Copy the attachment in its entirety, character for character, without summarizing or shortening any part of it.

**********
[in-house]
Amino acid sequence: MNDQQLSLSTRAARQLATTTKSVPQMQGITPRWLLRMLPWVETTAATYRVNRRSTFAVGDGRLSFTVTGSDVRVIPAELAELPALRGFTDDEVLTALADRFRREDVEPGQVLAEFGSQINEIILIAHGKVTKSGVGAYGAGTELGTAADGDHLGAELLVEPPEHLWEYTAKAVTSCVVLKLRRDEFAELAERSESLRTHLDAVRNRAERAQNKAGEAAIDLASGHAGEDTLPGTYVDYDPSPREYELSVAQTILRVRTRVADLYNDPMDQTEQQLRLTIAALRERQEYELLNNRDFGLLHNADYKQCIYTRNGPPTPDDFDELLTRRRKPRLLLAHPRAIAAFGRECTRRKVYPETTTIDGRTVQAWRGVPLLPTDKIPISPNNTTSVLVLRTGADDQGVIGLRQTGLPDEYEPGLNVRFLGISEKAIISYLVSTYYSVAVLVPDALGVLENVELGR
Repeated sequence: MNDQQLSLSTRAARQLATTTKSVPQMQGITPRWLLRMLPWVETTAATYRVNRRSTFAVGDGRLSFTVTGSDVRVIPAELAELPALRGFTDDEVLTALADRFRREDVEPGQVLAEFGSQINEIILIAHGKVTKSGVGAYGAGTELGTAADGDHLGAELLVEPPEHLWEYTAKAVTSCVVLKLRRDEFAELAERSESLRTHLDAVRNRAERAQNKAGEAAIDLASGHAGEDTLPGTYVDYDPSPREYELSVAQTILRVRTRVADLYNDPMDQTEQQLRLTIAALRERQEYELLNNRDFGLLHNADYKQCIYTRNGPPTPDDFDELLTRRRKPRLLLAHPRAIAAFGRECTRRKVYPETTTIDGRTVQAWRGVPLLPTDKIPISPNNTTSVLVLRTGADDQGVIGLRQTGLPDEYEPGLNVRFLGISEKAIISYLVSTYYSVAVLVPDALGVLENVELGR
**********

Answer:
[in-house]
Amino acid sequence: MNDQQLSLSTRAARQLATTTKSVPQMQGITPRWLLRMLPWVETTAATYRVNRRSTFAVGDGRLSFTVTGSDVRVIPAELAELPALRGFTDDEVLTALADRFRREDVEPGQVLAEFGSQINEIILIAHGKVTKSGVGAYGAGTELGTAADGDHLGAELLVEPPEHLWEYTAKAVTSCVVLKLRRDEFAELAERSESLRTHLDAVRNRAERAQNKAGEAAIDLASGHAGEDTLPGTYVDYDPSPREYELSVAQTILRVRTRVADLYNDPMDQTEQQLRLTIAALRERQEYELLNNRDFGLLHNADYKQCIYTRNGPPTPDDFDELLTRRRKPRLLLAHPRAIAAFGRECTRRKVYPETTTIDGRTVQAWRGVPLLPTDKIPISPNNTTSVLVLRTGADDQGVIGLRQTGLPDEYEPGLNVRFLGISEKAIISYLVSTYYSVAVLVPDALGVLENVELGR
Repeated sequence: MNDQQLSLSTRAARQLATTTKSVPQMQGITPRWLLRMLPWVETTAATYRVNRRSTFAVGDGRLSFTVTGSDVRVIPAELAELPALRGFTDDEVLTALADRFRREDVEPGQVLAEFGSQINEIILIAHGKVTKSGVGAYGAGTELGTAADGDHLGAELLVEPPEHLWEYTAKAVTSCVVLKLRRDEFAELAERSESLRTHLDAVRNRAERAQNKAGEAAIDLASGHAGEDTLPGTYVDYDPSPREYELSVAQTILRVRTRVADLYNDPMDQTEQQLRLTIAALRERQEYELLNNRDFGLLHNADYKQCIYTRNGPPTPDDFDELLTRRRKPRLLLAHPRAIAAFGRECTRRKVYPETTTIDGRTVQAWRGVPLLPTDKIPISPNNTTSVLVLRTGADDQGVIGLRQTGLPDEYEPGLNVRFLGISEKAIISYLVSTYYSVAVLVPDALGVLENVELGR